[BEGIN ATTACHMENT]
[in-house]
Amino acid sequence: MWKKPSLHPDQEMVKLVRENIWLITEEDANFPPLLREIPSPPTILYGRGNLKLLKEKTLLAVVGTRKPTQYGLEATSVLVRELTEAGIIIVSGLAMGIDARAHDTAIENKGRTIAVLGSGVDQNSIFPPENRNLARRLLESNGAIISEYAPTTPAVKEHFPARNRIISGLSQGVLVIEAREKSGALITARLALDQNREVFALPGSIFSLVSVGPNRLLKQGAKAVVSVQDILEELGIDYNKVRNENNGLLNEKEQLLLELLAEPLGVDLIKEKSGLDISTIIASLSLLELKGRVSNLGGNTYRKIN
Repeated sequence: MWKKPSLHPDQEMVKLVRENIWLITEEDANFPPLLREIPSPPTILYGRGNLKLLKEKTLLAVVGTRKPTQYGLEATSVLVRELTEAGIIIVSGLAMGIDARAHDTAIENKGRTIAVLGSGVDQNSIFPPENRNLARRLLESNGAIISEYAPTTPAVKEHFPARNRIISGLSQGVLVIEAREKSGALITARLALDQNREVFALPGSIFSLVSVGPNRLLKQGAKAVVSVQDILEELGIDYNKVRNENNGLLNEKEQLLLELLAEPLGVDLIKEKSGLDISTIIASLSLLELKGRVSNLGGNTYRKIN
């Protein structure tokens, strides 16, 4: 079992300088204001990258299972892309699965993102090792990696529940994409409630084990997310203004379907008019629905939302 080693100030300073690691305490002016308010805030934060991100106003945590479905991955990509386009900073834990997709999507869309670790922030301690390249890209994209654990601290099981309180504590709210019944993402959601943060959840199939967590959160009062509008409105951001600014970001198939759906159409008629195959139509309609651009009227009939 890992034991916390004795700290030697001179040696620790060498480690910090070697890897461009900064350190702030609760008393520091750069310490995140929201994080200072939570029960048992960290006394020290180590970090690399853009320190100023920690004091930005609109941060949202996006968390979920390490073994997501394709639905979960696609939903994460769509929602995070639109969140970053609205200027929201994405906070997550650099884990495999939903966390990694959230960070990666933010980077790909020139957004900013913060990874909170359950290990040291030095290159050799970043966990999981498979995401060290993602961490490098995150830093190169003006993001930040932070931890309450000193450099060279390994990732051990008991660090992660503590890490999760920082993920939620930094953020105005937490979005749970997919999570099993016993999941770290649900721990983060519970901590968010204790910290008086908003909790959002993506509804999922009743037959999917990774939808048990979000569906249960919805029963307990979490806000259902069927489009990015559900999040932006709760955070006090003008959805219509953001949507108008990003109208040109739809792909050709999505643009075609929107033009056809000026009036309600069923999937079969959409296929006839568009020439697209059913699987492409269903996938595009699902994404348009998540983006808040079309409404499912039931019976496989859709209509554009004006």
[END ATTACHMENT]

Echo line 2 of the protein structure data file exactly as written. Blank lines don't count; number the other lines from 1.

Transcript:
Amino acid sequence: MWKKPSLHPDQEMVKLVRENIWLITEEDANFPPLLREIPSPPTILYGRGNLKLLKEKTLLAVVGTRKPTQYGLEATSVLVRELTEAGIIIVSGLAMGIDARAHDTAIENKGRTIAVLGSGVDQNSIFPPENRNLARRLLESNGAIISEYAPTTPAVKEHFPARNRIISGLSQGVLVIEAREKSGALITARLALDQNREVFALPGSIFSLVSVGPNRLLKQGAKAVVSVQDILEELGIDYNKVRNENNGLLNEKEQLLLELLAEPLGVDLIKEKSGLDISTIIASLSLLELKGRVSNLGGNTYRKIN